Tight Lines focus on mink danger

Every morning, rain, shine, or gale I walk the riverside to the east and west of the town checking to see if I have caught another wild mink.

The control of these alien species has been taken up by the Scottish Government and it is having a marked influence on the numbers of these killing machines, it will never be possible to eradicate them, but control is certainly possible.

The damage they have wrought on some of our native species of ground nesting birds (Moorhens, Mallard duck etc.,) and mammals (Water vole, shrew, rat) is very evident in most Scottish waters as in many cases they are not in any great numbers there.

The most disturbing incident on the South Esk was brought to my notice last summer when local anglers witnessed two mink climb the clay bank behind the East Mill and totally wipe-out a colony of sand martins.

I trapped this area and was able to catch four mink which were forwarded to the University of Aberdeen. This summer I sat on the bank and watched many young Sand Martins make there first flight. That made all these cold wet mornings worth it.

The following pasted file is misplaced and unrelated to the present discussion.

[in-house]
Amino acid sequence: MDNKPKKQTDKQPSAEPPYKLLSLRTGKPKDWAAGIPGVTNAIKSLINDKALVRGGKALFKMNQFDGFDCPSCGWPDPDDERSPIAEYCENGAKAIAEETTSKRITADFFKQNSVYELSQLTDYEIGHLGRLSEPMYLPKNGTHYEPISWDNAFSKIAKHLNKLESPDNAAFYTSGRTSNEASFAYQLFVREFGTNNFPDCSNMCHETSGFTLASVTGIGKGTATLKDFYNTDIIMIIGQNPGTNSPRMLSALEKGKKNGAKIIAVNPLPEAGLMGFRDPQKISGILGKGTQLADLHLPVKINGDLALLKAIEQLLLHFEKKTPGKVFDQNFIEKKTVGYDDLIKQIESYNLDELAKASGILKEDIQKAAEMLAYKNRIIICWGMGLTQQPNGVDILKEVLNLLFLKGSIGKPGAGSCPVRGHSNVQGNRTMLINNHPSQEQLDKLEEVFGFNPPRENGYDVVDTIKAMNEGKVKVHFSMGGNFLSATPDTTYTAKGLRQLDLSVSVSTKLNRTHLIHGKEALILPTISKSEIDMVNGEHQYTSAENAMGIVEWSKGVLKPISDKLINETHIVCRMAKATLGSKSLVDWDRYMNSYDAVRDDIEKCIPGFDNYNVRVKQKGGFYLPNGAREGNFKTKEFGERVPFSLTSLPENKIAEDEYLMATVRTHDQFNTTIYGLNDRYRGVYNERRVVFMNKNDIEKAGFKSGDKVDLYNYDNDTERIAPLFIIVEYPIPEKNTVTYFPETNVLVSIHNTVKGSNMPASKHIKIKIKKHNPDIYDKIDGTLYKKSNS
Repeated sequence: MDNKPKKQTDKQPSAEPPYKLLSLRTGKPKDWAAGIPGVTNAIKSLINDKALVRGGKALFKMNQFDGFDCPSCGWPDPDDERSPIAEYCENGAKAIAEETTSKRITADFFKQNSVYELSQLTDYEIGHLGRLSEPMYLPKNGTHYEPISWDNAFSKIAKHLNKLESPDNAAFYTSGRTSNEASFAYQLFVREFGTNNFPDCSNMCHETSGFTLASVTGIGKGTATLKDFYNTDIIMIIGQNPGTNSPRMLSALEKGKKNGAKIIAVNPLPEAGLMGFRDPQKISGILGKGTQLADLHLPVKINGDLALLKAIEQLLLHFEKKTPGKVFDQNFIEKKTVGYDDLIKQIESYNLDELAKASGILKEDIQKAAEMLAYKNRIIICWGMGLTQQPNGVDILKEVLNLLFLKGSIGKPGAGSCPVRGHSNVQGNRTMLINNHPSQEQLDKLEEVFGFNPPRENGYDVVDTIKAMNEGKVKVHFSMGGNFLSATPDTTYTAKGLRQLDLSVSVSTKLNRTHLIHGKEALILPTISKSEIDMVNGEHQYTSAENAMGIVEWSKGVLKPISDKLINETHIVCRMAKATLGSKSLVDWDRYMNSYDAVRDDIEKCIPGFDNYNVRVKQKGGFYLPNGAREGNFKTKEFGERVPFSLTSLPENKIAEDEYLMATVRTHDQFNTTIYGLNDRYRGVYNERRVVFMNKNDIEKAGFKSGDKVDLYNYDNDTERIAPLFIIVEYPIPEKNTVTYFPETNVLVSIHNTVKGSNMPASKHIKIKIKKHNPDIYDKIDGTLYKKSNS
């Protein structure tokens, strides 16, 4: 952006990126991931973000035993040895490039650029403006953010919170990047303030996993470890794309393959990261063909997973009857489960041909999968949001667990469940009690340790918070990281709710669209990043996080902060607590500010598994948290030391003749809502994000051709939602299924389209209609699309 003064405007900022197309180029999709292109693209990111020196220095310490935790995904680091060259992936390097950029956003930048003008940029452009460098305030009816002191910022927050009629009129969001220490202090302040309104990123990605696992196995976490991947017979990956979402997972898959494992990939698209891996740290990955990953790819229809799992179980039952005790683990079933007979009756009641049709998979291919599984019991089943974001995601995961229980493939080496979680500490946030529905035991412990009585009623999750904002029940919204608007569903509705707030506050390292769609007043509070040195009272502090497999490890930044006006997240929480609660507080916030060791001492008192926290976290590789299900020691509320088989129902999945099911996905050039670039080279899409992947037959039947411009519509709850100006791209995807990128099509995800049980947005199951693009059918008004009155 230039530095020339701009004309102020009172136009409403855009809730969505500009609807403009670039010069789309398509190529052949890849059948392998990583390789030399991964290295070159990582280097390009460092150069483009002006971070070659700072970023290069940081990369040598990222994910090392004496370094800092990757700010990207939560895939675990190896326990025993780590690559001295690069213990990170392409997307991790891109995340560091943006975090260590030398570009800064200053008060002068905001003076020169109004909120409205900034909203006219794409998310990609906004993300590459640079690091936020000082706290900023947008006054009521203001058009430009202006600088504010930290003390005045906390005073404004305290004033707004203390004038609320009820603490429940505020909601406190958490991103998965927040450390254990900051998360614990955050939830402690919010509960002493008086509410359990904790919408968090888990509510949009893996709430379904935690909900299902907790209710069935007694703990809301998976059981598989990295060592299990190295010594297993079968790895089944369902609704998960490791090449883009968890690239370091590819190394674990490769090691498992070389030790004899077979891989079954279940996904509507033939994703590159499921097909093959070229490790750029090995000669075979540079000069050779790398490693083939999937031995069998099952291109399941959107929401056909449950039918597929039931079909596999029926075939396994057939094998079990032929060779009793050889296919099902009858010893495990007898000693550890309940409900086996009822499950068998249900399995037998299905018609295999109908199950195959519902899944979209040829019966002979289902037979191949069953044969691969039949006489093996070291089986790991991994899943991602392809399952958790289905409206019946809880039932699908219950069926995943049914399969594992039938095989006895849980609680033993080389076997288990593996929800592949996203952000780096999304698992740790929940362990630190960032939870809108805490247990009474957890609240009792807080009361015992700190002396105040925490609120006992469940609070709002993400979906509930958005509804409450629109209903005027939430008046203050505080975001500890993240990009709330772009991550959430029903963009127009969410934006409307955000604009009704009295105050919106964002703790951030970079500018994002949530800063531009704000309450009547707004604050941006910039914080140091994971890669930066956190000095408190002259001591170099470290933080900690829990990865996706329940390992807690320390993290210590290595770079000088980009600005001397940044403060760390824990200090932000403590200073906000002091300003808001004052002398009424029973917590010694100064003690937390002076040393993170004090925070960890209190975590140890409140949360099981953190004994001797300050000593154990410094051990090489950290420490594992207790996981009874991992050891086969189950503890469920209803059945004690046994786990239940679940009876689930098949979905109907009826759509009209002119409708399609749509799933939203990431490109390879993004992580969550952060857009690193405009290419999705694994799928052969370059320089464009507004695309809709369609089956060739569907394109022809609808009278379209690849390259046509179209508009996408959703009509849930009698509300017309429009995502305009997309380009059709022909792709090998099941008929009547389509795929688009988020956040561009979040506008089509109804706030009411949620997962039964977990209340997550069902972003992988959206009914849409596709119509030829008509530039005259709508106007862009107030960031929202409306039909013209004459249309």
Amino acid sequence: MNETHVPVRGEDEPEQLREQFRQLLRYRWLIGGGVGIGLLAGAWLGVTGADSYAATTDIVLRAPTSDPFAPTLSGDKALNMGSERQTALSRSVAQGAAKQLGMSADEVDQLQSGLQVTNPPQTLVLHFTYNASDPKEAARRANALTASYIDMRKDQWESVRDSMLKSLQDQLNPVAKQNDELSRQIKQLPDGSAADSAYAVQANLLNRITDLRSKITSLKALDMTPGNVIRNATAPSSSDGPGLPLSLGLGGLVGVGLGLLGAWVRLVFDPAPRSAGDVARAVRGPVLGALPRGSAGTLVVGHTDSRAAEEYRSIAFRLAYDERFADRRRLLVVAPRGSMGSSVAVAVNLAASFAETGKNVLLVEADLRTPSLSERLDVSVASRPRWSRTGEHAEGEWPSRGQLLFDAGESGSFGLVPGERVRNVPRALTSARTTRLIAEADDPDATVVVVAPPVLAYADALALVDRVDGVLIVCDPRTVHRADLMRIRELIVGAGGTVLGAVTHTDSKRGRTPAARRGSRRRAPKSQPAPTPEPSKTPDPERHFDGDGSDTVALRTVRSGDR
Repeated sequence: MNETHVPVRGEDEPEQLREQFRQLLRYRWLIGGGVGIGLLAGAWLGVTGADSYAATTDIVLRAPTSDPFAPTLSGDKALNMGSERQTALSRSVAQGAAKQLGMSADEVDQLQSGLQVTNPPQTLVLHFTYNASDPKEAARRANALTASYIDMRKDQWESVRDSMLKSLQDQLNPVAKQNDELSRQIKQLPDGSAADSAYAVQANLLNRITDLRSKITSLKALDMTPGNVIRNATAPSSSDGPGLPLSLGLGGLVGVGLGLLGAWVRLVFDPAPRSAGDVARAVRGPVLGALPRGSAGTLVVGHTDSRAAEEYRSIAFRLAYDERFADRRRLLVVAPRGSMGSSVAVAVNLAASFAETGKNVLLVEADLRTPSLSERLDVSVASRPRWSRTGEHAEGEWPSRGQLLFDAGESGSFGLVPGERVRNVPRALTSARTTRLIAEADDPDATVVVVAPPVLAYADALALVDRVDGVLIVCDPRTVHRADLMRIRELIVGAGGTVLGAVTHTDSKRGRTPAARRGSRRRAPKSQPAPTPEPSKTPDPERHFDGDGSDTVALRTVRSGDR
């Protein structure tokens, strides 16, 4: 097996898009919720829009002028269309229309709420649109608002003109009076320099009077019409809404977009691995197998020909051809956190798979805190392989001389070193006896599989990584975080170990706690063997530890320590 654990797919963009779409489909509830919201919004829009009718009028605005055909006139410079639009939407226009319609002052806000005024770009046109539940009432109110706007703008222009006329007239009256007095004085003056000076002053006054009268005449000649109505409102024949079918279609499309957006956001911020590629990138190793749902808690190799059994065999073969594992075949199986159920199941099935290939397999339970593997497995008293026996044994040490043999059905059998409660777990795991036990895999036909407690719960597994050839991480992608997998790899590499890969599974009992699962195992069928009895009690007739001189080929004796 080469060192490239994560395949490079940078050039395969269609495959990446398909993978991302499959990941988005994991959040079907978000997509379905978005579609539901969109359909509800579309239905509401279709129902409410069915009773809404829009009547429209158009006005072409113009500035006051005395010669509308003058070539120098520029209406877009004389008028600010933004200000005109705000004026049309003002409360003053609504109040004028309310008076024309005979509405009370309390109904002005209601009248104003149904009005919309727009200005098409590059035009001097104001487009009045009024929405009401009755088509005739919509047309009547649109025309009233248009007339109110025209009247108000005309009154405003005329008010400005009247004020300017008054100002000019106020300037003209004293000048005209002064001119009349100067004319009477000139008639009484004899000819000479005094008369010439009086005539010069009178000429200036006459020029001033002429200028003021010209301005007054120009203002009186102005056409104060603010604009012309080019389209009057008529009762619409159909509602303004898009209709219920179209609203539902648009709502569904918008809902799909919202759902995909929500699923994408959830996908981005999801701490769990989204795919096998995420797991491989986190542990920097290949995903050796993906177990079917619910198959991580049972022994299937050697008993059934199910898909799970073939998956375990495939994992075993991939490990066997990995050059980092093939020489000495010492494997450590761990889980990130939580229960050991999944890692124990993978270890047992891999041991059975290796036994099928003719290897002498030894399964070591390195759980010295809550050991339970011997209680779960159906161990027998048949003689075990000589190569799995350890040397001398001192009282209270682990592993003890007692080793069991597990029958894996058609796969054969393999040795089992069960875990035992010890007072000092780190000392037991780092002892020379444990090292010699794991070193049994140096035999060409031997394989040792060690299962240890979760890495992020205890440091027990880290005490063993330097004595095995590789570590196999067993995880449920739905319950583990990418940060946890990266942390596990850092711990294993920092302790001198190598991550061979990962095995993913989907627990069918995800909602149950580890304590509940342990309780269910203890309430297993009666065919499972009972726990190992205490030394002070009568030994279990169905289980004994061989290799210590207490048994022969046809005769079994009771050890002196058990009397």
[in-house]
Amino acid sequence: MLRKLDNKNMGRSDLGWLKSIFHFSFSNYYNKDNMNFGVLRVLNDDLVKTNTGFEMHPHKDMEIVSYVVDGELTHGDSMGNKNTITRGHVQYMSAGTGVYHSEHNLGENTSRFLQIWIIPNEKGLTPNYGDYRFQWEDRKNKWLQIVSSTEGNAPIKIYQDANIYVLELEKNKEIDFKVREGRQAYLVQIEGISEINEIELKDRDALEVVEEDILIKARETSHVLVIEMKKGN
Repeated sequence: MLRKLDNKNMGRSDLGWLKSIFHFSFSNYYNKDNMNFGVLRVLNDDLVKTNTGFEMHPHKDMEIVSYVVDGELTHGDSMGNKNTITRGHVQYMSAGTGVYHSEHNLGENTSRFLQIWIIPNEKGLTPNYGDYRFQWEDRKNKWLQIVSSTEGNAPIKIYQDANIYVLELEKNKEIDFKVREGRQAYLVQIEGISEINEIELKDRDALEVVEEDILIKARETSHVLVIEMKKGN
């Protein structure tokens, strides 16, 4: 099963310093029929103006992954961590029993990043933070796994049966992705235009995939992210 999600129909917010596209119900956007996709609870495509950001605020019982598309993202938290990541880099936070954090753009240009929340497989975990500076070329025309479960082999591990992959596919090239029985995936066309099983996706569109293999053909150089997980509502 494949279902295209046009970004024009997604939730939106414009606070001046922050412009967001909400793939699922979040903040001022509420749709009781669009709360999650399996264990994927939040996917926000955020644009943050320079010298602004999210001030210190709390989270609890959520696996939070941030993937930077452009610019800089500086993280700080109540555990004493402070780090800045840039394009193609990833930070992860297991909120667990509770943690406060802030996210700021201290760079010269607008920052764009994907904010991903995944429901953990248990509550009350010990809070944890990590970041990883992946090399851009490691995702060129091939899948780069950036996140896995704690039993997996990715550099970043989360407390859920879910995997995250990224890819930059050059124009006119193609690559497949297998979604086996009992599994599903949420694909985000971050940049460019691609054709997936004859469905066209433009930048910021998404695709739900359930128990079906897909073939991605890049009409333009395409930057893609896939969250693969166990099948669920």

The impact on salmon, trout and eels is not so easy to evaluate but I have witnessed mink make fish, and more often eels, a meal they seem to enjoy. It is reasonable to assume that since they are web footed that a good part of their hunting will be in the water.

This has also given me the chance to survey the river around Brechin on a daily basis and to meet many people who work on it and many visitors to our community who come to enjoy the fishing for which the South Esk is truly famous, or used to be.

“Used to be”... How many times I have heard that said this summer is uncountable but it is a fact that the vast majority of these visitors will not be coming back.

Only a few days ago I met two gentlemen from the Midlands who have fished since the mid-1980s, and who have spent many thousands of pounds in our area say to me, “We will have to look elsewhere”.

They had caught one small grilse for their week’s fishing and they saw so few fish move that their love of our river has gone. They were only one group of many who have come to the same conclusion and it does not stop there.

Workers on the river are being harassed by the lack of fish and are demanding answers and indeed I must count myself in their number. With a very few exceptions the general consensus is that the river as a salmon fishery is dying before our eyes and that some very severe and urgent steps need to be taken before it is too late. I believe it may now be too late.

The economic issue will mean that hotels, B&Bs, shops, tackle dealers, guides, ghillies and many more face a bleak outlook, but far more important is that fact that we are sitting back allowing this to happen and that the measures so far adopted have failed miserably.

The river South Esk is a designated “Area of special conservation for the species Atlantic Salmon and Freshwater Pearl Mussels.”

Scottish Natural Heritage was given the management of this directive. Where are they? What are you doing? When will we see action?

Tight Lines

Bill Balfour